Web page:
The barrage of crises that have dogged Uber since February has reached a tipping point. The ride-share corporation has immersed itself in a string of scandals pertaining to its workplace culture, evasion of law enforcement, and allegedly stealing the intellectual property of its main competitors. But despite getting sued for misleading its customers, Uber is still trying to win back some of its once-faithful clientele, issuing an apology on Friday to riders in New York City.
In an email sent to former customers obtained by Business Insider, the on-demand taxi pioneer offered a mea culpa, writing: “As a company, we have faced some hard truths.” Apologizing for “falling short” of rider expectations and general business ethics, the letter discusses the investigation into Uber’s workplace culture conducted by former Attorney General Eric Holder and the law firm Covington & Burling.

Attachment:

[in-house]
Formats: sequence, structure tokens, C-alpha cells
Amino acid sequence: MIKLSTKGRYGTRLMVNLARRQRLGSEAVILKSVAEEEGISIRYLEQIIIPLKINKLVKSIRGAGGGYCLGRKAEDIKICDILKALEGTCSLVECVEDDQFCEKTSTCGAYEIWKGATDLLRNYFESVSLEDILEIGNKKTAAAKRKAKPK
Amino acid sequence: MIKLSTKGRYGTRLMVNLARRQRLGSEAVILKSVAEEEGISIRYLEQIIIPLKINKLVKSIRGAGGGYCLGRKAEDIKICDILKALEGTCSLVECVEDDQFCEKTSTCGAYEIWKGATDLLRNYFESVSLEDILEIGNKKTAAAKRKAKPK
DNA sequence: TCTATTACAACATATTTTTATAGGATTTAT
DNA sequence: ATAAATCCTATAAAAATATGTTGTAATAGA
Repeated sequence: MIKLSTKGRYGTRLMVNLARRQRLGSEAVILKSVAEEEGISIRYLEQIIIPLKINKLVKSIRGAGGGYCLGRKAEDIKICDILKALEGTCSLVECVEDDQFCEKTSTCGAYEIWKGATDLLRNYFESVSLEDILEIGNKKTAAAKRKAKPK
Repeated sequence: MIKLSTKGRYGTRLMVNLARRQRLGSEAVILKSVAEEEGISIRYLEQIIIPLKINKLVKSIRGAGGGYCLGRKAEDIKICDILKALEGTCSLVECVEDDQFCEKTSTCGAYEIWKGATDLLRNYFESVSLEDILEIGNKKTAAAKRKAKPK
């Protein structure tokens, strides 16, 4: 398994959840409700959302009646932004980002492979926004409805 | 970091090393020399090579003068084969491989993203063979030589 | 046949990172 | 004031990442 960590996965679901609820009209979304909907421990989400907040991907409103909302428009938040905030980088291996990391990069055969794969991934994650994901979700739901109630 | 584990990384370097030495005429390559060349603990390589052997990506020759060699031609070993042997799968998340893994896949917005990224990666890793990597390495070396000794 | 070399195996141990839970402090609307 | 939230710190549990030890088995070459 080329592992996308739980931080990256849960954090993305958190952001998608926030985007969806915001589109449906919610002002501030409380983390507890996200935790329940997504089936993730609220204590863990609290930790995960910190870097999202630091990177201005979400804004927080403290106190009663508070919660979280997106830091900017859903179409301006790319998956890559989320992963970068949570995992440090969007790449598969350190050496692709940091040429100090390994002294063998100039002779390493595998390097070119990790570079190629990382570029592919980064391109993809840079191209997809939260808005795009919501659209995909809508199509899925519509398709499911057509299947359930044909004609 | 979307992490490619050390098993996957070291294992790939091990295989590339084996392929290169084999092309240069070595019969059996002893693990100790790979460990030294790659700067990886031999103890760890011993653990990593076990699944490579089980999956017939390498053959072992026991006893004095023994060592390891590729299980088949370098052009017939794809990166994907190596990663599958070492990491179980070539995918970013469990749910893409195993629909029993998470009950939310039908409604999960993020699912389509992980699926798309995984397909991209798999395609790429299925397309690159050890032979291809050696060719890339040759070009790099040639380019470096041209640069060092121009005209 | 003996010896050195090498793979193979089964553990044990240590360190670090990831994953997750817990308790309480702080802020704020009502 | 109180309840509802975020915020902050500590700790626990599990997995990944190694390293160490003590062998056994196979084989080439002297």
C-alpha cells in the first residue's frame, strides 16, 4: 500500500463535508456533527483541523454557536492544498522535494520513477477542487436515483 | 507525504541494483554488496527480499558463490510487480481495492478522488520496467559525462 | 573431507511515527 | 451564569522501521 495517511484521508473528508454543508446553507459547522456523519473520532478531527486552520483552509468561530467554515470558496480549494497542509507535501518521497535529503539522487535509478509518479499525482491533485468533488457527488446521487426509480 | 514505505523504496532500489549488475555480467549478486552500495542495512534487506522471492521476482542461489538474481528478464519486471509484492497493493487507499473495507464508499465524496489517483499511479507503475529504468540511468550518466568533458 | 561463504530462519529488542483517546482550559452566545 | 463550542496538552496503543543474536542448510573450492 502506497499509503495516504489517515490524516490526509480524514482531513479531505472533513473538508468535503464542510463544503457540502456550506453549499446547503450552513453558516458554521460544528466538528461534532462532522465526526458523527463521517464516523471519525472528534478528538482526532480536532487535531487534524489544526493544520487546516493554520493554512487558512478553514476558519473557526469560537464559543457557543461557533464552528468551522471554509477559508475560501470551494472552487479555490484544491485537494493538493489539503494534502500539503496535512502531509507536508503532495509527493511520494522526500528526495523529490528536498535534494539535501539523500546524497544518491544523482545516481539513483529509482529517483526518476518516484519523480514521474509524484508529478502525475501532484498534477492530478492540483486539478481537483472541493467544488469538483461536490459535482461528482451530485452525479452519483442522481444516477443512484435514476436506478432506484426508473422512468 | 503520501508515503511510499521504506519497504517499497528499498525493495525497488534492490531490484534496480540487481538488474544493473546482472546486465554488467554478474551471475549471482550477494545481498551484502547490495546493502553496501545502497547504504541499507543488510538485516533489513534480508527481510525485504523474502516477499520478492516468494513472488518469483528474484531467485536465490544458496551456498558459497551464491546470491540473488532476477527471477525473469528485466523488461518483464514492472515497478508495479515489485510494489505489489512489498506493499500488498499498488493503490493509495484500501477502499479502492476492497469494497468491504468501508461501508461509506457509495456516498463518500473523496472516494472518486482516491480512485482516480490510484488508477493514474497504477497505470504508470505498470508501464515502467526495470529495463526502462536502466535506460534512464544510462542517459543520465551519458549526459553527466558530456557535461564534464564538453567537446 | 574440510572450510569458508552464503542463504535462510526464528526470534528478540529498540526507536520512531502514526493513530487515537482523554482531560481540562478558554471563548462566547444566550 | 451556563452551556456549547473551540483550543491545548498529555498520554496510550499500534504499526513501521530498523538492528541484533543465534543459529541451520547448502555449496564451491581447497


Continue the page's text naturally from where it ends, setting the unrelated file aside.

The probe was ordered after ex-employee Susan Fowler published a damning blogpost detailing the company’s culture of rampant misogyny and sexism, and concluded after a four month review. In response to the report, which is published in its entirely online, Uber outlined a series of revamped company policies meant to change its internal issues and mend its tarnished public image.
The letter goes on to include some these policies, before adding: “The past several months have compelled us to redefine who we are and who we want to be as a company.” Uber’s travails ramped up thanks to the #DeleteUber campaign that ballooned on social media in response to its handling of the Trump administration’s travel ban. It’s estimated that over 200,000 people deleted their Uber apps at the peak of the social media campaign’s popularity.
"Today, we are ready to embrace radical change. Uber’s board has unanimously accepted all 47 recommendations from the Covington Report and has begun to put them and others into action," the letter reads.
The series of controversies has affected the company’s executive leadership, as senior business VP Emil Michael left the company, one week after 20 employees deemed problematic were terminated from its San Francisco headquarters. CEO and founder Travis Kalanick is also taking an indefinite leave of absence from his duties.